ICE Says It Has Better Things to Do Than Go After Jose Antonio Vargas

FILE - In this June 28, 2011 file photo, journalist and immigration reform activist Jose Antonio Vargas is shown on Capitol Hill in Washington. Washington state has canceled the driver's license of the Pulitzer Prize winning journalist who publicly said he is an illegal immigrant (National Journal)

In one of the clearest signs yet that Jose Antonio Vargas won't be deported from the U.S., Immigration and Customs Enforcement has issued a statement on why it didn't take action against the journalist, activist and undocumented immigrant after he was arrested on Friday in Minneapolis for driving without a license. "Mr. Vargas was not arrested by ICE, nor did the agency issue a detainer," ICE spokeswoman Gillian Christensen said in a statement to Politico. "ICE is focused on smart, effective immigration enforcement that prioritizes the removal of public safety threats, recent border crossers and egregious immigration law violators, such as those who have been previously removed from the United States."

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The scenario was something Vargas has said has worried him ever since he outed his immigration status in The New York Times Magazine (and with good reason: lawyers told The Atlantic Wire last year that Vargas's admission could kickstart ICE's deportation process): a Minnesota state trooper spotted him driving while wearing headphones, a minor infraction, pulled him over, and discovered that Vargas' driver's license was not valid. As Politico reported, "That triggered the trooper to look into that further and contact ICE." After ICE officials were contacted, a spokesman for the Minnesota state patrol said Vargas spoke with ICE officials but he didn't "know what the nature of that conversation was."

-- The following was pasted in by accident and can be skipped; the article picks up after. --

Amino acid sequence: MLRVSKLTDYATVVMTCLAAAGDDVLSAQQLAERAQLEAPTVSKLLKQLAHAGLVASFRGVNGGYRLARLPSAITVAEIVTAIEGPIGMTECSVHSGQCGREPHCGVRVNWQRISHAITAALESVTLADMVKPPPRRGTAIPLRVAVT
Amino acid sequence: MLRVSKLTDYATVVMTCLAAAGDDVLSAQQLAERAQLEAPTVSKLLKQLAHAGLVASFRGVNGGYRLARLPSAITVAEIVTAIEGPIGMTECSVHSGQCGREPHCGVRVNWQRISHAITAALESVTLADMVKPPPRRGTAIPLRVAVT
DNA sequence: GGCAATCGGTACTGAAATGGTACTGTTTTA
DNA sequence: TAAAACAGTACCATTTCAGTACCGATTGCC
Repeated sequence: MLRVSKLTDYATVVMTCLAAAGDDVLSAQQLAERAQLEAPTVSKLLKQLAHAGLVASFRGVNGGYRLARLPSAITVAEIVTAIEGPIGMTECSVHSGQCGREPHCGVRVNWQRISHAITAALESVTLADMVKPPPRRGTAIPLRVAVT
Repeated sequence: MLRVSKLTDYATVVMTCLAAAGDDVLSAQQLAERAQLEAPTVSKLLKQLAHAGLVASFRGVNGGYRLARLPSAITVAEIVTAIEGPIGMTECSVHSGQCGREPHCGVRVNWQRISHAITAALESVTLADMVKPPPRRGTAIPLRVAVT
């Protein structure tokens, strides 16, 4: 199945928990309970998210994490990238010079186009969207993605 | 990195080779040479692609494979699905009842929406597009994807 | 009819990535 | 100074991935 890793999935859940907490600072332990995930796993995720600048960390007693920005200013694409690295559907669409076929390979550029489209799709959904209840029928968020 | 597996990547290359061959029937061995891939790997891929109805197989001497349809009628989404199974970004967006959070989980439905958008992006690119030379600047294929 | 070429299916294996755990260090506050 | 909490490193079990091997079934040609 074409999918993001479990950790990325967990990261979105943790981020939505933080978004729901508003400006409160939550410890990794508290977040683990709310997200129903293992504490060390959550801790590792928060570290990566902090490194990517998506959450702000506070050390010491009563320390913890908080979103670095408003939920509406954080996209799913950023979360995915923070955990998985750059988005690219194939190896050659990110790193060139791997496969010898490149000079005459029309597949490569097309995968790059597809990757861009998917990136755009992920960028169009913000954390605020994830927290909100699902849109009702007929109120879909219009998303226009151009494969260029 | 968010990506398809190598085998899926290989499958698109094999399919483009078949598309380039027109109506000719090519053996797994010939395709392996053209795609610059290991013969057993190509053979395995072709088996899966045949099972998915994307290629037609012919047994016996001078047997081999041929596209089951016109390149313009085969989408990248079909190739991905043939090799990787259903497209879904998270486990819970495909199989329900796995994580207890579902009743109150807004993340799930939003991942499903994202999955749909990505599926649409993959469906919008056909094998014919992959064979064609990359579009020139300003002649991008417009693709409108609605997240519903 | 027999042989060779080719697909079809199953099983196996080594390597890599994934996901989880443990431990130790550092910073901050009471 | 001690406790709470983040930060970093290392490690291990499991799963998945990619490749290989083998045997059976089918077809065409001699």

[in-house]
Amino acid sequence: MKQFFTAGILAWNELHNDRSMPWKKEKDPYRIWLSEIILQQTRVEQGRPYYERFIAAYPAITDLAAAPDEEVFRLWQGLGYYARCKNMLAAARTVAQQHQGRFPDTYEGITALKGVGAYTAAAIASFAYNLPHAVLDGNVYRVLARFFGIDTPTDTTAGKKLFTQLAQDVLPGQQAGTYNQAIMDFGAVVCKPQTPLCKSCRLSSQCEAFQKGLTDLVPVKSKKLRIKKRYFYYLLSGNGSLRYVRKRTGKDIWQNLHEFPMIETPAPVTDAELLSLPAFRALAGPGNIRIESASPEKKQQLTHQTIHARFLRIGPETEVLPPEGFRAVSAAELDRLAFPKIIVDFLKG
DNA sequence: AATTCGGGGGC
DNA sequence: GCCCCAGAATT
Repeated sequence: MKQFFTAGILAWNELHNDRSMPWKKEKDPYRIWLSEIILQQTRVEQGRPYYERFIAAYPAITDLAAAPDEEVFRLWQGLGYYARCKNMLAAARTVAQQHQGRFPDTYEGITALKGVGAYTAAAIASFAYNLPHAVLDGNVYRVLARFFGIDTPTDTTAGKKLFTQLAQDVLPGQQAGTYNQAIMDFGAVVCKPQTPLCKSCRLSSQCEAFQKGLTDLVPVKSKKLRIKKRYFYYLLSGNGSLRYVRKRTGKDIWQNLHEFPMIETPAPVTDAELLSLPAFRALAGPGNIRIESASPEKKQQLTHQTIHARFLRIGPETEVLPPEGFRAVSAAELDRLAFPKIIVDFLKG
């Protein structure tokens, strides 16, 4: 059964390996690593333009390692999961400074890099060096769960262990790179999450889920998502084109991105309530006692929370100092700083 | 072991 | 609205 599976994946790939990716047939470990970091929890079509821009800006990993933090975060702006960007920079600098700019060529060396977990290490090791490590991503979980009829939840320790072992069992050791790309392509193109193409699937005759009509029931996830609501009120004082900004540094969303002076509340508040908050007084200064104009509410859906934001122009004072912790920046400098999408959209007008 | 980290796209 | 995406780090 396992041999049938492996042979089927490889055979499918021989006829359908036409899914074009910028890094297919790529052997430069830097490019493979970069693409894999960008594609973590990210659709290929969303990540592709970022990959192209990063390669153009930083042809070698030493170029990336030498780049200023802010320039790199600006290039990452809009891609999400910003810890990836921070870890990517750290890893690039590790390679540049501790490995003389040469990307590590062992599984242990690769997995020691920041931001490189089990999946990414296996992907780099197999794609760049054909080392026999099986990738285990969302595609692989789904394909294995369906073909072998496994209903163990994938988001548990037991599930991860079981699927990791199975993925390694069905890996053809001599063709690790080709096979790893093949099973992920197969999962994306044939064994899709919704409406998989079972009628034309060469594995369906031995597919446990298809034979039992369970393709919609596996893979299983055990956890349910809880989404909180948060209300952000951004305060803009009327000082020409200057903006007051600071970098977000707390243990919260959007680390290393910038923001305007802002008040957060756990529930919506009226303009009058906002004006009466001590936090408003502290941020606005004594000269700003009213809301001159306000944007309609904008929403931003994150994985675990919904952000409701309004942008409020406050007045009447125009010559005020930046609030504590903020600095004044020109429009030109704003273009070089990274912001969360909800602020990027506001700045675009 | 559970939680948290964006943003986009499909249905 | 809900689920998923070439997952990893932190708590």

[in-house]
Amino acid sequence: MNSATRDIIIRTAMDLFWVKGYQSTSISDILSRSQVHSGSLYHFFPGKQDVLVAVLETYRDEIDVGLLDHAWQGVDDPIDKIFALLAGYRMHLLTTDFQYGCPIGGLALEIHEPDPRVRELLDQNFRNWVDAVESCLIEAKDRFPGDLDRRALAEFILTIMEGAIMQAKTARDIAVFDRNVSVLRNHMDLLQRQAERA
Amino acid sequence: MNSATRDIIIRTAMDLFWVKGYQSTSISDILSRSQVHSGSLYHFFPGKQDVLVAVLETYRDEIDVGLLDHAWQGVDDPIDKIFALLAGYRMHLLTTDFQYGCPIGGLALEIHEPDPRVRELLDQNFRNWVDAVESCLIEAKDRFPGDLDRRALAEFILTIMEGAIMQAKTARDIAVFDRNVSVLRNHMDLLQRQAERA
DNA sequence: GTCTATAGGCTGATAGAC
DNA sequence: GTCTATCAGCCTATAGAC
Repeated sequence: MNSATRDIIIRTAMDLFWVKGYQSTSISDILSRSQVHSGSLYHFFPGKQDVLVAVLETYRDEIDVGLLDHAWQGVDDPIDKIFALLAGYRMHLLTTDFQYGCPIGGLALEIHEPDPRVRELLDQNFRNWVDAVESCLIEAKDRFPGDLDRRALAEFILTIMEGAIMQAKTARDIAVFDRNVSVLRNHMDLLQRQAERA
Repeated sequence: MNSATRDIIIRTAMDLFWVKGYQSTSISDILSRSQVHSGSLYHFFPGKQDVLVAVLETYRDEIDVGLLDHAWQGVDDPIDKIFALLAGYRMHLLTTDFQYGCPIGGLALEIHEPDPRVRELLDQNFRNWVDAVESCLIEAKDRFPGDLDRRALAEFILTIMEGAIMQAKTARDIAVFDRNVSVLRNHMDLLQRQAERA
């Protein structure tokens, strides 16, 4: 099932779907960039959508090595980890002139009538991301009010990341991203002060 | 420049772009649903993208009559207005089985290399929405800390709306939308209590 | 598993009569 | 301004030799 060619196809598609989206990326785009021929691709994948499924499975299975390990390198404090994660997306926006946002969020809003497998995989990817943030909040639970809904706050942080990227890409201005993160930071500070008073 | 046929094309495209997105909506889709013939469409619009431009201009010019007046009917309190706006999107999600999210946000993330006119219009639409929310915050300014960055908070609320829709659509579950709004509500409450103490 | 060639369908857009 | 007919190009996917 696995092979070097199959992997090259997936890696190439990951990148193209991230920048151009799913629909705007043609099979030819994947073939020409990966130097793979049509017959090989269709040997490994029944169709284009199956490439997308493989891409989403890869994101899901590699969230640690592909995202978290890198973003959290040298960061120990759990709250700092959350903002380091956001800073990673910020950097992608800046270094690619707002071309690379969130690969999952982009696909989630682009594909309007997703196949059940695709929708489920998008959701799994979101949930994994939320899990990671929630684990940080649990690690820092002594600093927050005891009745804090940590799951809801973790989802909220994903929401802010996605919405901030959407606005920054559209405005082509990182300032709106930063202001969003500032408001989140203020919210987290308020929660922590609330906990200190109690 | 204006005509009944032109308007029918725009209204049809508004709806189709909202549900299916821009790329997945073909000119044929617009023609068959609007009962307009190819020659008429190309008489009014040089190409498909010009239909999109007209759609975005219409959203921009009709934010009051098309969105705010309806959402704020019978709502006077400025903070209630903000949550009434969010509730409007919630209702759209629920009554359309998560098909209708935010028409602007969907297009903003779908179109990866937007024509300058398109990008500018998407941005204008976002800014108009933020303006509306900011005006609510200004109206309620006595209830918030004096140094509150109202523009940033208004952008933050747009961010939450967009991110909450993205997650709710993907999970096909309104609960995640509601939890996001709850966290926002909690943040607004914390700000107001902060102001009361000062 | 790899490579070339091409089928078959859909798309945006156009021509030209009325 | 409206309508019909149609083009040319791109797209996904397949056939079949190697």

Now, judging by today's statement, ICE is not going after Vargas any time soon. That's big news. Following Varga's 2011 essay, activists on both sides of the issue wondered if Vargas would be subject to immediate deportation. Indeed, Vargas himself wrote about the fear hanging over his head in an essay in Time this summer. "I spend every day wondering what, if anything, the government plans to do with me." At the time, he reached out to ICE to try to find out whether he was about to be deported. But, at the time, ICE's answers were much more vague:

I then contacted the ICE headquarters in Washington. I hoped to get some insight into my status and that of all the others who are coming out. How does ICE view these cases? Can publicly revealing undocumented status trigger deportation proceedings, and if so, how is that decided? Is ICE planning to seek my deportation?

"We do not comment on specific cases," is all I was told.

While this is no guarantee that Vargas won't be deported in the future, it's a much more detailed expression that the agency has bigger fish to fry than Vargas. We've reached out to Vargas about the statement and will update when he responds.

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